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Humans perform stunts for beasts at Shambala

Posted: March 30, 2008 1:42 a.m.
Updated: May 31, 2008 5:02 a.m.

Barbara Morteson, of Palm Springs, receives helps from aerialist Maximiliano Torandell during the Cirque Du Shambala on Saturday at the animal reserve near Acton.

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The Shambala Preserve in Acton reinvented an old favorite when they held a circus just for the wild animals during Saturday's first Cirque du Shambala at the wild animal sanctuary.

The afternoon circus, which raised money for the preserve, featured performances by members of the Hollywood Aerial Artists, who demonstrated their skills on stilts, silks and hoops.

After showing off their talents at stations set up around various parts of the preserve - currently home to around 70 lions, tigers, bobcats and panthers - the aerial artists invited the guests to learn how to perform their eye-catching stunts.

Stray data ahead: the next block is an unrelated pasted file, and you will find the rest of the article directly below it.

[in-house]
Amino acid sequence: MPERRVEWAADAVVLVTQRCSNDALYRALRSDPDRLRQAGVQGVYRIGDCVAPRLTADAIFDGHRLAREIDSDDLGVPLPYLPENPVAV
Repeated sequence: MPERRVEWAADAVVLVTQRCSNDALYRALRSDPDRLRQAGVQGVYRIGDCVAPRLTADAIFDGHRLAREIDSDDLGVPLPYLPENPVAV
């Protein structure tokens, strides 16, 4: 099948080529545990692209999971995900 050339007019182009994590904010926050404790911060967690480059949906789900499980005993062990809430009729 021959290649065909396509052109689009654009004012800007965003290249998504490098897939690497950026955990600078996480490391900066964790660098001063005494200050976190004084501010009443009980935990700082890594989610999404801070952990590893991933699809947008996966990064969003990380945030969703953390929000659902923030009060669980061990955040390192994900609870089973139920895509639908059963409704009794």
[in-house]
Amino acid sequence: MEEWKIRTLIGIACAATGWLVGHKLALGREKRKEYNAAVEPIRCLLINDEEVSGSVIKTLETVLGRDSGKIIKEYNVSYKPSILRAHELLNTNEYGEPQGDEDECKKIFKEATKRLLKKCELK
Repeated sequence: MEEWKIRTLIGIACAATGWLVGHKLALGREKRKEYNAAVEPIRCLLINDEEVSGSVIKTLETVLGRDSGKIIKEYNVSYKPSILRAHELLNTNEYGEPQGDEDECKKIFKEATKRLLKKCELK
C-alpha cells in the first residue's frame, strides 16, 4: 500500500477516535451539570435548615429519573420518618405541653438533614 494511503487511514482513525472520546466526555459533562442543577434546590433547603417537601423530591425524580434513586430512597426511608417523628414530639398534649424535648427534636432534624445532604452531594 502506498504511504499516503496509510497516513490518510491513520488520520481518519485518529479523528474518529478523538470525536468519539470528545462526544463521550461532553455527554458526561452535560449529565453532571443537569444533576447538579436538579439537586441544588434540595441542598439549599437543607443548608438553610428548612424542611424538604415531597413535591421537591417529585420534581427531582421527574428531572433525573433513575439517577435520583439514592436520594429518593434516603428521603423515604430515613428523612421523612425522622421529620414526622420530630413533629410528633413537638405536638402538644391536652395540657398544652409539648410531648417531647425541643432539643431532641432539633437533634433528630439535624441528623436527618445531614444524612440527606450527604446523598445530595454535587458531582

Tippi Hedren, president of the Roar Foundation and director of Shambala, watched as a woman learned how to perform tricks on a giant round hoop as the cages of the wild cats dotted the background.

"All the animals are watching," said Hedren, an actress and conservationist. "They're the honored guests of the circus," adding that that's the way it should be.

Catherine Shultz, chairwoman of Cirque du Shambala, was surprised by the amount of people who wanted to volunteer to try out the aerial stunts. The first ever event served as a "learning experience," she said, and is something she'd like to do again.

Cirque du Shambala is one of the many fundraisers held by the Roar Foundation, which maintains Shambala. The Acton preserve, in operation since 1972, serves as a exotic animal habitat where wild cats will live for the rest of their lives. To maintian it, the organization has to raise $1 million a year.

The roughly 100 guests at Cirque du Shambala, which included actresses Lily Tomlin and Lindsay Wagner, at the afternoon circus spent their time watching the performers.

Two of the spectators were Susan Johnson and Ann Pfohl, both Shambala volunteers. With most circuses, people will watch animals. But for Cirque du Shambala, the hope was that the animals would watch the people, making a "funny twist on a tradition," Pfohl said.

Johnson's husband, Bob, noted the pre-serve's environment, surrounded by rolling hills and even has the occasional view and sound of a train passing on the distant railroad tracks. "It reminds me of Africa," he said.

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